When shopping for a dog food, do you ever wonder just what some of the information printed on the label means? Do you understand what the nutritional information really means for your dog’s health?
To help you make sense of it all, petMD, in partnership with Hill’s Science Diet has developed a special tool to teach dog owners about balanced diets. This tool is called MyBowl, an interactive method of teaching dog owners what to look for on the dog food label.
VIEW SLIDESHOW: Demystifying the Dog Food Label
Look at the Label
There is a wealth of information to be found on a dog food label. The two main parts of a label are the principal display panel (PDP) and the information panel. The PDP is the part of the label that is typically shown facing out on the retail shelf. Information required by law to be included on a dog food label includes:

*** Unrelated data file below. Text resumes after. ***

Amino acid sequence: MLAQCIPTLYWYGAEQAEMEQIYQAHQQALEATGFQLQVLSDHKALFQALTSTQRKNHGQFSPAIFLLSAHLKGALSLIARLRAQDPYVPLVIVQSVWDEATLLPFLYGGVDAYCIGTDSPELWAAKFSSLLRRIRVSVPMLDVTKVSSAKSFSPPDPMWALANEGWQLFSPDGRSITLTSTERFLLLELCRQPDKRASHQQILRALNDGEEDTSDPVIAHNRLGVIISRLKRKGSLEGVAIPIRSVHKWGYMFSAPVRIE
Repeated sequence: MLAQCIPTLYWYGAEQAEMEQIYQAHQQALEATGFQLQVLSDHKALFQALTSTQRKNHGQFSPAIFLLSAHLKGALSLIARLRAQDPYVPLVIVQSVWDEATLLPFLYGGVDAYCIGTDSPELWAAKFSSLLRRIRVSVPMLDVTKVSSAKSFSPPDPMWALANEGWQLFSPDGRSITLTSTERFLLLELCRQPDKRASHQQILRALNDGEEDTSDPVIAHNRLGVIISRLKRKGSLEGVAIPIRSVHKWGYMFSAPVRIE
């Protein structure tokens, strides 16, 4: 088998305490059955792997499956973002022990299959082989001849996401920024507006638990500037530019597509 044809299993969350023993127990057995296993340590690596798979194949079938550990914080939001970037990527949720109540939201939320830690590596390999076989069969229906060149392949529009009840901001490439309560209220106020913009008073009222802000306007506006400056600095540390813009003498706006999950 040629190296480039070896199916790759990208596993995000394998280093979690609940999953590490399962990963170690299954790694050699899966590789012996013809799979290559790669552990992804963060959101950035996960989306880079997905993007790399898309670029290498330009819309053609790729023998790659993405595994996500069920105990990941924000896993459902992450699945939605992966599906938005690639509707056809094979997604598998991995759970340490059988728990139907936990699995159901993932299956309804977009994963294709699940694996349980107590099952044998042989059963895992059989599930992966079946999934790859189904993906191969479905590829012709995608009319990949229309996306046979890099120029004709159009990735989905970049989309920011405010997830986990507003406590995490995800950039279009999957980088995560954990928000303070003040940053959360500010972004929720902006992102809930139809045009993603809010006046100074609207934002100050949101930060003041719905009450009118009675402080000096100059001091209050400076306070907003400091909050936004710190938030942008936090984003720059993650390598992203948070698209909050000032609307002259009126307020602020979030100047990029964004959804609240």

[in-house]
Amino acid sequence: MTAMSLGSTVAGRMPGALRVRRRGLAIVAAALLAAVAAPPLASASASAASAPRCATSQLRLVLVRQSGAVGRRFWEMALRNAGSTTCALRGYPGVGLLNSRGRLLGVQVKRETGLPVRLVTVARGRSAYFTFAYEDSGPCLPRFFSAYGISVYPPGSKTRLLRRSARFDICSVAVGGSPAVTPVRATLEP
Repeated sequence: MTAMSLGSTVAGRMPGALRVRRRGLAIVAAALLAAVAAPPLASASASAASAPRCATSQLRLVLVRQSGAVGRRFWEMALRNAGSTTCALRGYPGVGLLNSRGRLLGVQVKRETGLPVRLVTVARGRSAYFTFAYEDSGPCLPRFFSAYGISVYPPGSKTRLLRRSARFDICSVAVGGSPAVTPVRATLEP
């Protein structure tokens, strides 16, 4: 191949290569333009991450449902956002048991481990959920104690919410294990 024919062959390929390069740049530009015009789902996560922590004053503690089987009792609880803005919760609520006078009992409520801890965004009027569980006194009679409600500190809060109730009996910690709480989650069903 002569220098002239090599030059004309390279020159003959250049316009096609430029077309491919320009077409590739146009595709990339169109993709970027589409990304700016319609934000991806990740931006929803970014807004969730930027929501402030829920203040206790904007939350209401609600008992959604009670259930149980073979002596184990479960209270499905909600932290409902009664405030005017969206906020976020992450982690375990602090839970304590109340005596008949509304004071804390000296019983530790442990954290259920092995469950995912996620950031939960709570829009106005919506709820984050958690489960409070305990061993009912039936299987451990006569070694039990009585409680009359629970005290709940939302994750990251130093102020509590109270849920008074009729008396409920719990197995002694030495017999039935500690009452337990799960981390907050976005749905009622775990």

- The product name
- The amount of product in the container (net quantity statement)
- Words describing the type of product (i.e., "dog food" or "cat food")
Other information that is optional and may be found on the label include various claims, graphs or pictures, veterinary recommendations, and more.
What’s in a Name?
Labeling for dog food in the United States is regulated by the U.S. Food and Drug Administration (FDA). The Association of American Feed Control Officials (AAFCO) has established specific rules and regulations relating to product labeling. These regulations are enforced by individual states.